Right, the nature study. I just have to say ‘WOW!’ This was the greatest thing to add. I was so worried about this, but it’s been so fantastic. My son, who hates bugs, is terrified of anything creepy and crawly and slimy, was saying ‘I like bugs…worms are great’ during our nature walk. He was *excited* when he saw a worm slithering, and shouted ‘Look at this!’ when he saw a bug. I couldn’t believe it.
I got the idea to study leaves here (because the leaves changing colour, falling all over the place, clogging up gutters, the cold weather, and shorter days weren’t enough clues for me; I had to see someone else doing it first) I copied most of what Lynn did and added a few things.
Day 1: Introduced topic. We read Cirlce of Life: Seasons. Stiggy did this activity.
Day 2: We read Signs of Autumn. Stiggy did this maze, and then we went for our nature walk. During our walk, we saw lots of interesting things. He was so excited, running about, looking at things with his magnifying glass, pulling out the binoculars…he didn’t want to go home! After that we did some leaf rubbings.
Day 3: We counted our leaves, grouped them by colour, and graphed them using Crayola Erasable Coloured Pencils. (These pencils actually do erase.) Stiggy then decided he wanted to graph his cars, too, so he did that mostly on his own. We also did a leaves minibook. I read How the Leaves Came Down, a poem by Susan Coolidge. We did another nature walk, but Stiggy mostly just splashed in puddles.
Day 4: We read Why Do the Leaves Change Color? and did the chromatography activity. If you do this activity, the 30 minutes they recommend for steeping the leaves may not be enough; it wasn’t for us. I took the jar out of the hot water, completed the activity, but didn’t get much colour on the filter. After leaving the jar sit overnight, there was much more colour in the alcohol. I read How the Leaves Came Down a few more times. We also sang the leaves song.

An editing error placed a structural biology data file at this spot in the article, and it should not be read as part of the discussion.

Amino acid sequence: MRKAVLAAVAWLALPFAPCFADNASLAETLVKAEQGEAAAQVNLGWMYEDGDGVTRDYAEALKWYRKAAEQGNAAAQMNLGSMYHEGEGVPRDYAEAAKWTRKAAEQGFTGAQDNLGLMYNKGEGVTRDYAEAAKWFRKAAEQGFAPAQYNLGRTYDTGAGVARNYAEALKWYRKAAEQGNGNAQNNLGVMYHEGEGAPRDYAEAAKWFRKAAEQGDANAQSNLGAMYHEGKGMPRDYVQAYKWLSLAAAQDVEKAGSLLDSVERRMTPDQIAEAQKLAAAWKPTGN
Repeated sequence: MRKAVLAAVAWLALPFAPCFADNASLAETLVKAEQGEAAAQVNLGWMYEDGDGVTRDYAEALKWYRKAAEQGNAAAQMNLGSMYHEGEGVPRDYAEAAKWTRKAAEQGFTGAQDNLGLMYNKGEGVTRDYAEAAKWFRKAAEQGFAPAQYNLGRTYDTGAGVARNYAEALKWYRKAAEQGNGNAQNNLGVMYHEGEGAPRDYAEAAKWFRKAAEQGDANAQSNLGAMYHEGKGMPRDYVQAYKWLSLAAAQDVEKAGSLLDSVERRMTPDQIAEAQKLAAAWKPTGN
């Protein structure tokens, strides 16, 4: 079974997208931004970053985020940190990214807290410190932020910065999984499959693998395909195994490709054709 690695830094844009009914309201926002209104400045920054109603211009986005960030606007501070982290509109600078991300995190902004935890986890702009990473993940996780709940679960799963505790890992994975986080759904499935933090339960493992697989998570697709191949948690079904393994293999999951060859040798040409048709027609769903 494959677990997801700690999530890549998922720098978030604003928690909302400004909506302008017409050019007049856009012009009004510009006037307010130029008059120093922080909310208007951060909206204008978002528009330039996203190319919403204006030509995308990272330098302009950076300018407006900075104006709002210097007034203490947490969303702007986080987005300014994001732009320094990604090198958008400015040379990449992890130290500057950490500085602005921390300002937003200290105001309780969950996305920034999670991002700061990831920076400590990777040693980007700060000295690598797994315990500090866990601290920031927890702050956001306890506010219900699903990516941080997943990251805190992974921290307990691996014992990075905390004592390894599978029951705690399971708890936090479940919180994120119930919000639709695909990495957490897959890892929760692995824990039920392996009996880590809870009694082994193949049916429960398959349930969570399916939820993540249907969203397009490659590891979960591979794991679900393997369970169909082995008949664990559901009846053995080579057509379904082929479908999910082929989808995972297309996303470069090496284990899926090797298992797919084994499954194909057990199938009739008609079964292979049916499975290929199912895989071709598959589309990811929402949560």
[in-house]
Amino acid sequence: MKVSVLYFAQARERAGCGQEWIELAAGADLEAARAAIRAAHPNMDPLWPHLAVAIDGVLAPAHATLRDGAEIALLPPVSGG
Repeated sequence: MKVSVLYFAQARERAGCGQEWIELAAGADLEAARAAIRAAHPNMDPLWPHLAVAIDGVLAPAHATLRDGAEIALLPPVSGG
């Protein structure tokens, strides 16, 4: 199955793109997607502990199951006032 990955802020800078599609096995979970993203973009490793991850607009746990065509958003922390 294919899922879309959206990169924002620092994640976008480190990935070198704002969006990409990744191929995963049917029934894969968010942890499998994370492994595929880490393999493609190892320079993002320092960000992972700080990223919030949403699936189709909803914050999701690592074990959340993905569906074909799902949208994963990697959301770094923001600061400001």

Day 5: Today I told Stiggy to choose a nature book. He didn’t want to read Why do Leaves Change Color? He said it was boring. I do think the book is a bit beyond his level. I also think he’s getting tired of studying leaves…I may have gone a bit overboard.
We started to do an autumn leaf ‘glitter’ craft. The instructions recommended microwaving the leaves to make them more crisp. After about 15 seconds of this, our leaves started popping, smoking, and a glorious stench filled the kitchen. A better solution: leave them in a bowl on a radiator for a while, or another safe source of warmth. We didn’t end up doing this craft.
He did, however, want me to read the poem again…and again. 🙂
We were supposed to end the unit by making leaf-shaped cookies, complete with orange, green, and yellow icing, but for some strange reason the batter didn’t turn out right, it was too soft, and we weren’t able to use the cutter, so we just made circles.
My copy of I Love Dirt arrived. This book is fantastic, and the Amazon reviewers who said this is not a book of activites are wrong. Yes, the ideas are fairly simple. The book is designed for those very new to nature study, so if you already spend a lot of time outside, don’t bother buying this book. But if you’re like me, and just have no idea what to do with your kids outdoors, this is fantastic. There are 52 opened-ended activities, designed to get you outside and noticing your surroundings. They do not involve lots of ‘study’ or written exercises.
And the suggestions work. As I was reading it, a suggestion was mentioned to fly a kite. Now, we have a kite, it was sitting in my son’s cupboard, still in plastic, unused for 2 years. It was sunny and and windy. So, I immediately dropped what I was doing and we went outside and flew the kite. We had a wonderful time. I just wouldn’t have thought of it, because I’m so busy doing what I always do, day in, day out. I need prompts. But now that we’ve done it once, I’m more likely to remember the next time we have a day like that. This book is going to help me break out of our old routine and create some wonderful experiences (and memories).
Some of the other ideas are things like creating a butterfly garden, stargazing, building an obstacle course in the snow, and looking for evidence of animal homes. It’s not really a nature study book, more of a get-outside-and-be-aware-of-nature book. There’s no prep work involved. It just helps you get outside and focus on something. I love it.